COCOA, Fla. – When the U.S. State Department wanted to show ambassadors from more than 40 nations some of Florida’s most comprehensive research in sustainable energy, they came straight to the University of Central Florida’s Florida Solar Energy Center (FSEC).
On Thursday, those ambassadors toured the center and observed sunlight being used for everything from cooking food and heating water to creating electricity that can be used to power homes and offices.
Ambassador Nancy Brinker, United States Chief of Protocol and the initiator of the State Department’s “Experience America” tour program for members of the Washington, D.C. Diplomatic Corps, said FSEC was the perfect choice for the ambassadors’ inaugural tour.
“The practical application of what UCF is doing here is fantastic,” Brinker said. “Now the ambassadors can see and understand [the potential of alternative energy] and take this knowledge back to their countries and their universities.”
The “Experience America” program was designed to facilitate travel within the U.S. for the heads of foreign diplomatic missions and their staff members to enhance their understanding of the diverse elements of life in the U.S.
Ambassador Brinker led the Diplomatic Corps to her home state of Florida because of the state’s demonstrated leadership in key areas of international interest such as sustainable energy, international space cooperation, and security.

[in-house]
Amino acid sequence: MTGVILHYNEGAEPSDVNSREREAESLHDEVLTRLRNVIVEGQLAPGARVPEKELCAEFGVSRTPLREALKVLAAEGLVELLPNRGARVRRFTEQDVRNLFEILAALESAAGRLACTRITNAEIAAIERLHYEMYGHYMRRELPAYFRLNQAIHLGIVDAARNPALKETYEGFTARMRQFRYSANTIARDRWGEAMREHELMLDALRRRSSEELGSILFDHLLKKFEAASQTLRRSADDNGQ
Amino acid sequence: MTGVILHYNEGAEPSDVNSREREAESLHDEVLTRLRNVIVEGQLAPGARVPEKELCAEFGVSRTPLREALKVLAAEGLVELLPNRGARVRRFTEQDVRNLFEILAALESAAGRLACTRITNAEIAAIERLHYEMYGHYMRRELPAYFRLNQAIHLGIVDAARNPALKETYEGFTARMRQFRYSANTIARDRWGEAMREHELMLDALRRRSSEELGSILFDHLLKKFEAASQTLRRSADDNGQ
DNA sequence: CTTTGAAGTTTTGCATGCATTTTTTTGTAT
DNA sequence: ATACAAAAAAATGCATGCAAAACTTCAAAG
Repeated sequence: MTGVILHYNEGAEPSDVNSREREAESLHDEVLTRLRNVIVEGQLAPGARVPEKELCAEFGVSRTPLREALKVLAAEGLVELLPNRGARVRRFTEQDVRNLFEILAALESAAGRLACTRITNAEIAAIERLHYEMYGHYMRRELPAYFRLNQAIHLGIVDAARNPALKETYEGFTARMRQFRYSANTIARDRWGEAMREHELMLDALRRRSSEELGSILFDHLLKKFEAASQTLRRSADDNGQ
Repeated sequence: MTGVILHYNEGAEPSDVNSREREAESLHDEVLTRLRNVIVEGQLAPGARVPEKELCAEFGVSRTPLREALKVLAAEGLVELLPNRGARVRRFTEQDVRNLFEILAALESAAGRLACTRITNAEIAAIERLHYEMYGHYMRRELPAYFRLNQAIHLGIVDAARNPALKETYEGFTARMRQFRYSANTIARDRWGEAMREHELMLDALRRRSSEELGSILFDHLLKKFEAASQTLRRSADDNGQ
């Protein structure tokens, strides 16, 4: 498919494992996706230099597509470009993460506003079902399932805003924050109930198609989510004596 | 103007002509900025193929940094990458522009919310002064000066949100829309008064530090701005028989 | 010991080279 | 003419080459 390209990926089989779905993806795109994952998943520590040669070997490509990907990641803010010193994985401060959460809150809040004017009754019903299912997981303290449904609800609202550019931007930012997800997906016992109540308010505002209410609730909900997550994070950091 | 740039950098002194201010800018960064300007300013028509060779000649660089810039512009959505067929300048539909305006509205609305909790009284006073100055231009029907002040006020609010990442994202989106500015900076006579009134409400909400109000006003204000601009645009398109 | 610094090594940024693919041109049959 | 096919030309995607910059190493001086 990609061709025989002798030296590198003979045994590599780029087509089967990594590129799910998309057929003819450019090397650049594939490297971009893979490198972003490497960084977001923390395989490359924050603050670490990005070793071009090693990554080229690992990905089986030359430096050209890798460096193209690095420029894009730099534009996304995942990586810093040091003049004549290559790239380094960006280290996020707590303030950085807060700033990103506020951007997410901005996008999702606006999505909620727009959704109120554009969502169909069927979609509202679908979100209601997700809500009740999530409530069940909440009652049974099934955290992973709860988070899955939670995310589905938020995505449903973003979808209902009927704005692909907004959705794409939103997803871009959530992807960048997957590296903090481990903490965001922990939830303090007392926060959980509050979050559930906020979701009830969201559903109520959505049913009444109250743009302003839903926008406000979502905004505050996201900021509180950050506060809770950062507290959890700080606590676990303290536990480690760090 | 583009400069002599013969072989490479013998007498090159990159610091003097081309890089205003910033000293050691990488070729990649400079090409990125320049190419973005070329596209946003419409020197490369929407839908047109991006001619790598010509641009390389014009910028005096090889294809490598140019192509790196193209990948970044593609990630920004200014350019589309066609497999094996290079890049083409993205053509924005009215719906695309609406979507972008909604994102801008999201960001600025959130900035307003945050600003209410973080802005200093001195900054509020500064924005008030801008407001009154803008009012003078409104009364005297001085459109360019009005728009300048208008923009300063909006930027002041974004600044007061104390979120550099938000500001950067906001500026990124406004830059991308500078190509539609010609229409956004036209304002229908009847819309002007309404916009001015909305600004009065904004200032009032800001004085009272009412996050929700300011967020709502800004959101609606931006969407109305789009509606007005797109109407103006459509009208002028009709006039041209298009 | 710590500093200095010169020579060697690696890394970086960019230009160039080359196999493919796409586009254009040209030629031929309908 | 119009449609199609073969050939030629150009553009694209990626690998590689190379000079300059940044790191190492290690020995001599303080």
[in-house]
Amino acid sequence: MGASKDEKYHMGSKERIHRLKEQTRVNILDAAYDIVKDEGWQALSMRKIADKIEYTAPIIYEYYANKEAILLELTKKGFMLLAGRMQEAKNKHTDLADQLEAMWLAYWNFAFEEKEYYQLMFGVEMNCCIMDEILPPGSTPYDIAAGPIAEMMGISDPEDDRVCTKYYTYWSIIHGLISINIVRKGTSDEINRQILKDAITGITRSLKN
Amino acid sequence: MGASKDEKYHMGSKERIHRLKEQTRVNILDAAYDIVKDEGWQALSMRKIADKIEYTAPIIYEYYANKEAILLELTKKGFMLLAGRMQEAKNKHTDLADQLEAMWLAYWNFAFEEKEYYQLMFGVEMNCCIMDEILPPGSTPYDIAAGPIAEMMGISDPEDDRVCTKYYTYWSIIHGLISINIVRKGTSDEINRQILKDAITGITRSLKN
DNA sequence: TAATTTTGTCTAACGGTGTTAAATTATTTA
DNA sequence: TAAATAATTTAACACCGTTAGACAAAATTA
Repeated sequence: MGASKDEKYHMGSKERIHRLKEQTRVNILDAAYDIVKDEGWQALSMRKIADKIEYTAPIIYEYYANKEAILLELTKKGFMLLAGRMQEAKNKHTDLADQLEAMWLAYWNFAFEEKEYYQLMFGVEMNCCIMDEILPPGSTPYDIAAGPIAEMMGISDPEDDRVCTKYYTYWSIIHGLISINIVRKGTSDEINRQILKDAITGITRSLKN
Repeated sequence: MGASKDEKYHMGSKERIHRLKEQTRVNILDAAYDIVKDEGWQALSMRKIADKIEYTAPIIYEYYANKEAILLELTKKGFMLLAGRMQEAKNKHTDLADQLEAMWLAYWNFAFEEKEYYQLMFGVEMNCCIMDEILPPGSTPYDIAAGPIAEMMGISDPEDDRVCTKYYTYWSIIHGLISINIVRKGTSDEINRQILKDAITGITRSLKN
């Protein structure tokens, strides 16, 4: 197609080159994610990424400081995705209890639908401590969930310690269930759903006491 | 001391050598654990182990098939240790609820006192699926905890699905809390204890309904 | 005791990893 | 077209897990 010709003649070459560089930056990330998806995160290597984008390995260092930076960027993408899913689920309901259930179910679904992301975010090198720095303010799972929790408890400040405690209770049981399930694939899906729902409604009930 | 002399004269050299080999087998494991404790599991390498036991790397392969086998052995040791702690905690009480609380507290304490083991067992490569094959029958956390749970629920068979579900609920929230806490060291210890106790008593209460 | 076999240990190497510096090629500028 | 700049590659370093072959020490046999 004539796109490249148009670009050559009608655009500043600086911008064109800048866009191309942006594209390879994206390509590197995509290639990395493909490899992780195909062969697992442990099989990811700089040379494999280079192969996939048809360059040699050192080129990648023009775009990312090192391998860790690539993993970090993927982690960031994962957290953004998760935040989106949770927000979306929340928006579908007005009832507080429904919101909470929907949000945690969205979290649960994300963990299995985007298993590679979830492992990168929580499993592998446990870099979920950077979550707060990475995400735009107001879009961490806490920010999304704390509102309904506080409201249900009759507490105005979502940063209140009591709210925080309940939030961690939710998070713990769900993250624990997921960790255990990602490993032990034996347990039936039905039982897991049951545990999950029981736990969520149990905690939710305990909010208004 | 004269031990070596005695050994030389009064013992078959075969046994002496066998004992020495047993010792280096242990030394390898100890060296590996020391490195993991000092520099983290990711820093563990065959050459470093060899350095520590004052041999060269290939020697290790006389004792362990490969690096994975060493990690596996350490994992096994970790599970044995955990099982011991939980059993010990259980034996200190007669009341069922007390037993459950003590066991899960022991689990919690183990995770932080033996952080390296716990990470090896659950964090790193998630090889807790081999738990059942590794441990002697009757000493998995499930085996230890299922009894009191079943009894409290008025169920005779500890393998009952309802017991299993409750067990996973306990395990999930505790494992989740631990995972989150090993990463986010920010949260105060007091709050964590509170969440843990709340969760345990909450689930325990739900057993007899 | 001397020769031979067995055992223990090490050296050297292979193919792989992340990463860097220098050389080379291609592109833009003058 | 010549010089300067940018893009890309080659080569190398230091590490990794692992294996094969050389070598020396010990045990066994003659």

The ambassadors were welcomed to FSEC by Florida Lt. Governor Jeff Kottkamp, who gave an overview of Florida’s dedication to transforming to a renewable resource society, and FSEC Director James Fenton.
The group visited a variety of research labs at the center, including the hydrogen lab. There, they learned about the research being conducted to find new methods for producing, storing, and using hydrogen safely. Fenton, an accomplished hydrogen fuel cell expert, also demonstrated the use of mobile fuel cell devices. Several of the visitors were particularly impressed by FSEC’s solar simulator, an indoor lamp powerful enough to reproduce sunlight in order to test the performance and durability of solar water collectors.
“If Florida is the sunshine state then we are the sunshine country,” said Ambassador Raymah Hussain of Malaysia. She said her country is studying multiple sources of alternative energy but is still trying to determine which methods are most efficient and cost effective.
Brinker said the visit to FSEC exceeded her goals for the program. “All people have to do is come visit and they can see this is the way of the future.”
The Florida Solar Energy Center is a research institute of the University of Central Florida. It is the largest and most active state-supported energy research institute in the country. Center divisions and their research activities include Advanced Energy Research: alternative transportation systems, hydrogen fuel and fuel cells; Buildings Research: energy-efficient buildings; and Solar Energy: solar water and pool heating and solar electric (photovoltaics) and distributed generation systems. For more information, visit www.floridaenergycenter.org or call the FSEC Public Affairs Office at 321-638-1015.
** Photographs from event are available upon request.